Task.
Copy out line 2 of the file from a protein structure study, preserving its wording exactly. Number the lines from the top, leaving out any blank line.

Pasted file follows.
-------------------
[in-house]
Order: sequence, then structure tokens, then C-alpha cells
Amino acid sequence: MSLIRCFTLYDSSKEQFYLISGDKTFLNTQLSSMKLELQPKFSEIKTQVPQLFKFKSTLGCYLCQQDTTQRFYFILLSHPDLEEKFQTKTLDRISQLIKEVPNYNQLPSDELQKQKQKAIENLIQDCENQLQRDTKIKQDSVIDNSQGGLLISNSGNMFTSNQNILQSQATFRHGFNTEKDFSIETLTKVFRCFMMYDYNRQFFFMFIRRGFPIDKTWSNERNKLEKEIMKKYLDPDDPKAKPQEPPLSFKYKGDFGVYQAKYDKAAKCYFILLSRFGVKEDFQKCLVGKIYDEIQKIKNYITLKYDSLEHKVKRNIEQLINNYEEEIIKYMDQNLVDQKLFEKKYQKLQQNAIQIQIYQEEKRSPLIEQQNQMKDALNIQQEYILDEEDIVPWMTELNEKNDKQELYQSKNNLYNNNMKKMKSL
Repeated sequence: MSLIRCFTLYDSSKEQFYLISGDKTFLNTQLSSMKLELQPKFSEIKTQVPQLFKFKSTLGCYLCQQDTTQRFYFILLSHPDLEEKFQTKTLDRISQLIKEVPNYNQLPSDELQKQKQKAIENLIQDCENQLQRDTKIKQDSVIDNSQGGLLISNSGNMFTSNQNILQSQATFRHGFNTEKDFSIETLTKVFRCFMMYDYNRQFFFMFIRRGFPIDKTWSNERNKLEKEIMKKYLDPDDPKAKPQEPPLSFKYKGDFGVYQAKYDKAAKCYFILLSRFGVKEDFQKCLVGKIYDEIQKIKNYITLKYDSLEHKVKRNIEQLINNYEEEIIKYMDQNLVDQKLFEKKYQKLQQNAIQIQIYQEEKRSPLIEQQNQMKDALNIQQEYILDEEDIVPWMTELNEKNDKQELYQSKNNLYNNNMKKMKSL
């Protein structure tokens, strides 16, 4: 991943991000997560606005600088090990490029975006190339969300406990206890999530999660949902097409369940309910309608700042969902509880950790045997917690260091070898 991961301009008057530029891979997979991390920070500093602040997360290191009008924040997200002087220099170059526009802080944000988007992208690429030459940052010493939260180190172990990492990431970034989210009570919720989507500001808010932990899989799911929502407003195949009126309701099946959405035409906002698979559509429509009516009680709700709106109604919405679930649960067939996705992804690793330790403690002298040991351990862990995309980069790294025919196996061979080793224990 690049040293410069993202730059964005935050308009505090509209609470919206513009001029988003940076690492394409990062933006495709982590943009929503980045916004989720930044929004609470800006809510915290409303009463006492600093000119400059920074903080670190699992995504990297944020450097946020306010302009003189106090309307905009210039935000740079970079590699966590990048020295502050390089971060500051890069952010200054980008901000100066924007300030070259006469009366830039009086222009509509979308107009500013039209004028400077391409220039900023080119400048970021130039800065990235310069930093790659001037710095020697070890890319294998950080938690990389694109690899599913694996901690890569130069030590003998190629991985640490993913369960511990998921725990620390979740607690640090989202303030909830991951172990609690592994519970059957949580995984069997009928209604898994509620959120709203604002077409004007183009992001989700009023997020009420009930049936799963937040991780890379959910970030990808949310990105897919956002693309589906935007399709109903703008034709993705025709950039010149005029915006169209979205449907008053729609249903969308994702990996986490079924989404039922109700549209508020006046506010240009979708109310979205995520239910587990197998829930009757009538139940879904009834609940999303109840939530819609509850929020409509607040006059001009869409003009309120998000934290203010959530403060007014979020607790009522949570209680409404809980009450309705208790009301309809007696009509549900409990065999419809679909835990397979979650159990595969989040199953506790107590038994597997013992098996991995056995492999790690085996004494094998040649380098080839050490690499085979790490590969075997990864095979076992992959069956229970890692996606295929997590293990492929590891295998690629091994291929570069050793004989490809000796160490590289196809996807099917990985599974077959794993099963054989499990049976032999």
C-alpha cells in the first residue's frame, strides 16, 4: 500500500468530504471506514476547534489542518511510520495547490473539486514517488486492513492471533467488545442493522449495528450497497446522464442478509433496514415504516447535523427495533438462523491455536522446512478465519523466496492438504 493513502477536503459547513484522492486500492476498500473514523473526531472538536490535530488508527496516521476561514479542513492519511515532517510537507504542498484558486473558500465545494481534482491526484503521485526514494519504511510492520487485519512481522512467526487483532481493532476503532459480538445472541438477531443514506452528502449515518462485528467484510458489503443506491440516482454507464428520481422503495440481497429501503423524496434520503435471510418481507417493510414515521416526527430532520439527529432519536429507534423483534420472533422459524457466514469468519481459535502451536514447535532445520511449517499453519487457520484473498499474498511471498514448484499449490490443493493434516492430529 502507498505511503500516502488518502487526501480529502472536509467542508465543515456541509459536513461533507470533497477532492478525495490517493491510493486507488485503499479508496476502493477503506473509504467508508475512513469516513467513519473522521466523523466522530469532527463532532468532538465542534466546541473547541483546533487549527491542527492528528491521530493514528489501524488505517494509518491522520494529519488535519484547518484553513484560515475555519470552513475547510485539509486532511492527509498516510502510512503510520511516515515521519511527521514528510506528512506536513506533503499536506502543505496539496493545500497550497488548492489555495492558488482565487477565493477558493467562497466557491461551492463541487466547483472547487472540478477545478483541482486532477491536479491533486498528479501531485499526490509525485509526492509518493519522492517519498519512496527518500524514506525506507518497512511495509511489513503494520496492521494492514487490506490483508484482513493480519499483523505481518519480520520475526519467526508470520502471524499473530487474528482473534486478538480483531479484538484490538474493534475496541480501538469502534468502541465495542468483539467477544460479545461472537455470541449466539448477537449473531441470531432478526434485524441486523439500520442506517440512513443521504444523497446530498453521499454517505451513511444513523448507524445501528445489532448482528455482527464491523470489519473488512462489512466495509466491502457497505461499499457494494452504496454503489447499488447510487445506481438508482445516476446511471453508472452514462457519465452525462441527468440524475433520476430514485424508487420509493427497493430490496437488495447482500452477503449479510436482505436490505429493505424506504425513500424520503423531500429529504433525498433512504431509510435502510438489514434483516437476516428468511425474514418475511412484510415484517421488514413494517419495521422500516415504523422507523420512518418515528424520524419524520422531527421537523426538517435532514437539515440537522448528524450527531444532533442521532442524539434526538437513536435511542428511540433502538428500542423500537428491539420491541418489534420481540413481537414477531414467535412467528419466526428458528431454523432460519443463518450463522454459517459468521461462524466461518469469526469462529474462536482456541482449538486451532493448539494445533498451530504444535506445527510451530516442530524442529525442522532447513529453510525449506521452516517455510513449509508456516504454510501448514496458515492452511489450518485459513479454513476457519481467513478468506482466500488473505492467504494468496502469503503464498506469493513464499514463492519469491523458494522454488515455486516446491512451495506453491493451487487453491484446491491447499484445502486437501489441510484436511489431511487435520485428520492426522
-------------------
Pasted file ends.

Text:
Order: sequence, then structure tokens, then C-alpha cells